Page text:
8. Together we are Changing Lives Malawi and we need you all to keep helping us. This is a relatively cheap way to change the children’s lives. The books have been donated. It’s £15 to send each box on the container. If anyone would like to sponsor this literacy project or pay for a box then please get in touch contact_us@changinglivesmalawi.com Thanks for reading and supporting, Sarah x

Just some of the books generously donated by Arnprior Nursery to our School Literacy Programme

Melise who is attending school a year early. Her brother, Mwiza, has disabilites and cannot attend school. He has been sent lots of books and toys. Melise has been able to look at her brother’s books so has this given her an advantage over her peers?

One of the boxes of books had been opened for the children. As you can see there are no desks or chairs and, until this donation, hardly any books.
Boxes of books at Chambo Primary School – The gift of reading – The School Literacy Project

Ten ways you can help us

Sarah’s blog 14/04/22

Children – There are hundreds of children, like Rodrick and his sister Lucia, who are suffering from malnutrition. They are hungry. They cannot concentrate properly as their bodies are lacking nutrients. Some have very stunted growth. Rodrick and Lucia have been given new clothes and attend the weekly feeding programme were , along with 500 other vulnerable children, they are given a substantial and nutritious meal. They are all still hungry and malnourished as they don’t eat every day. No big agencies are feeding children that far north in Malawi, so it is down to us to send money to feed these malnourished children.

Education – is also the key to these children having a better future. Unfortunately, there are not enough school places. We need to raise money to build a school so these children can have the education they deserve. Education should be available to everyone. The villagers want to be self-sufficient. They want to be able to provide for their families. They want their children to go to school and have the opportunities that they didn’t. The children work hard and are desperate to go to school.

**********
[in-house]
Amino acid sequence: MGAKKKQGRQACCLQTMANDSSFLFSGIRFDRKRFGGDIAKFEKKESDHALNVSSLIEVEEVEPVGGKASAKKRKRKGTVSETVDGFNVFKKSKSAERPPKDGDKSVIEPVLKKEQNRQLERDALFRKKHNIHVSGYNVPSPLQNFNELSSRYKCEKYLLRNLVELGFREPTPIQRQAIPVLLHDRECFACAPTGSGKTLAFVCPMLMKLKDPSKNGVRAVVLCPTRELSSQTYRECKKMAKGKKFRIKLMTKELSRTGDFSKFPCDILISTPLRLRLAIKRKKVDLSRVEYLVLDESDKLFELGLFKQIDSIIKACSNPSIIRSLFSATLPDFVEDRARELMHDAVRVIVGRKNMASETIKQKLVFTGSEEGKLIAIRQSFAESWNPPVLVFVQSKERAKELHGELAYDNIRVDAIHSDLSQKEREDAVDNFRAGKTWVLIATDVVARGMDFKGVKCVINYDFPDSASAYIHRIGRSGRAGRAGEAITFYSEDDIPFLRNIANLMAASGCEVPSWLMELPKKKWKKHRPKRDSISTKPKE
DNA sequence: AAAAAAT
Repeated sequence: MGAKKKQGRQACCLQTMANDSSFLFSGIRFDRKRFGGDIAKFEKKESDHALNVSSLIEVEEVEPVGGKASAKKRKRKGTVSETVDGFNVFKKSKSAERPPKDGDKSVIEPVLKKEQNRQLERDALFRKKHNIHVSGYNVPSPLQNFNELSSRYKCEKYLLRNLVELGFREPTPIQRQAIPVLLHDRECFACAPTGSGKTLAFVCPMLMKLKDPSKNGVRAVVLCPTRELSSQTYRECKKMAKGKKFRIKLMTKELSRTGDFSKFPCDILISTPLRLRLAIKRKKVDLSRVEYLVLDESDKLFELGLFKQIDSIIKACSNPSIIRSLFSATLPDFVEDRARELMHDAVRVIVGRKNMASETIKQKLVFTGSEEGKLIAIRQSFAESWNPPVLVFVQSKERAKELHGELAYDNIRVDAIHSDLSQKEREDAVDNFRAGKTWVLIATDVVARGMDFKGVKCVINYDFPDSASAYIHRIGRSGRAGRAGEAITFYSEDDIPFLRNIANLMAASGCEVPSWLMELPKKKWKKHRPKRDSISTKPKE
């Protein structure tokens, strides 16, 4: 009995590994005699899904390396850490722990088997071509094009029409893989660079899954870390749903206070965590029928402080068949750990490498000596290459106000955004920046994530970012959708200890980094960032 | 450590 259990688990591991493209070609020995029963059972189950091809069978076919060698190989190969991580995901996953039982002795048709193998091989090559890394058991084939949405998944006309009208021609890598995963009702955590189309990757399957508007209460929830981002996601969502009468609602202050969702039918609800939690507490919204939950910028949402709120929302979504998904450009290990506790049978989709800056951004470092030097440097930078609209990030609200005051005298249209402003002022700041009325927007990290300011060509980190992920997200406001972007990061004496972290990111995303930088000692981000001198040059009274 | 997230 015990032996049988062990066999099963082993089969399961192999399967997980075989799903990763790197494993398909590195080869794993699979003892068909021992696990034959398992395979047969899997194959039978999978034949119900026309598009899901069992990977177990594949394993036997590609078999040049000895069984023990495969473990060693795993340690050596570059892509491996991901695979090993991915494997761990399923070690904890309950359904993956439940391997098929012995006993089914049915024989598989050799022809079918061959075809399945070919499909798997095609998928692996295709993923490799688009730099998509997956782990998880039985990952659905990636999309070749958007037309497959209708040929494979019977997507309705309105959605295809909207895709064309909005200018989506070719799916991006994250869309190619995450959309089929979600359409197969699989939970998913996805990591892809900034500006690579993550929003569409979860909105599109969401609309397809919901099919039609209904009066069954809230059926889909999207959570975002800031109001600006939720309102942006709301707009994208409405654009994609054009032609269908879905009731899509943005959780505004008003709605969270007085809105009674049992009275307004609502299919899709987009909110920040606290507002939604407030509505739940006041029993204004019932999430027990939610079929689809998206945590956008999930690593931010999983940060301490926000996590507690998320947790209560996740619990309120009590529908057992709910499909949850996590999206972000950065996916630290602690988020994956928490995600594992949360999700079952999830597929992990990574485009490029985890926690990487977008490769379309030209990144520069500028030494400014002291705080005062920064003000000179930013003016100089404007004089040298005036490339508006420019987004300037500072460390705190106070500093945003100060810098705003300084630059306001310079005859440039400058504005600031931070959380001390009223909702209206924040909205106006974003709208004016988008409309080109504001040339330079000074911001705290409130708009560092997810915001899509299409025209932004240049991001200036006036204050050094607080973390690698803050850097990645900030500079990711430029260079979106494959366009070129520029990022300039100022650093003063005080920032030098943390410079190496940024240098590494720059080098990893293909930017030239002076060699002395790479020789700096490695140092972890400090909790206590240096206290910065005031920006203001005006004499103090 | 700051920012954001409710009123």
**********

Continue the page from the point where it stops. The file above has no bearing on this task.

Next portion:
Lack of school places – Currently, there are not enough school places available. Eleven sponsored children who passed their primary school leavers exams did not get picked for a place at secondary school and are resitting their last year at primary school. Will they get picked this year? So worrying for them and heart-breaking.

Help us please – There are great things happening at The Foundation and lives are changing for the better. However, there are so many children and so much to do that we cannot do what needs to be done without adding to our supporters and team.

  1. We need fundraisers – we need people to organise small or larger events where you live, for your friends or community, on our behalf for the children.
  2. We want active people to take part in sponsored events for our charity – is that something you can do? Walking, running, swimming, trampolining, a sponsored silence? Can you do this with your friends?
  3. We need people to help us at events we organise eg looking after a stall, selling raffle tickets, making tea & coffee.
  4. We need more sponsors to be matched with children like Rodrick and Lucia so they have a monthly food parcel at their home, clothes, a blanket, school supplies etc. We have 90 children & young people matched with sponsors so far but there are many more in desperate need. Can you help? It’s only £25 p/m.
  5. Can you make a monthly donation to the feeding programme? Even a regular donation of £5 or £10 per month will make a big difference if several people sign up for this.
  6. Can you make a donation from your company? We can give you publicity.
  7. We need people to collect books so we can send them to schools.
  8. We also need people to collect stationery, shoes, new underwear etc for all age groups to adult, and collect funds to cover the cost of transportation.
  9. Will you invite us to talk at your club, church or school and show photos of the work taking place in Malawi?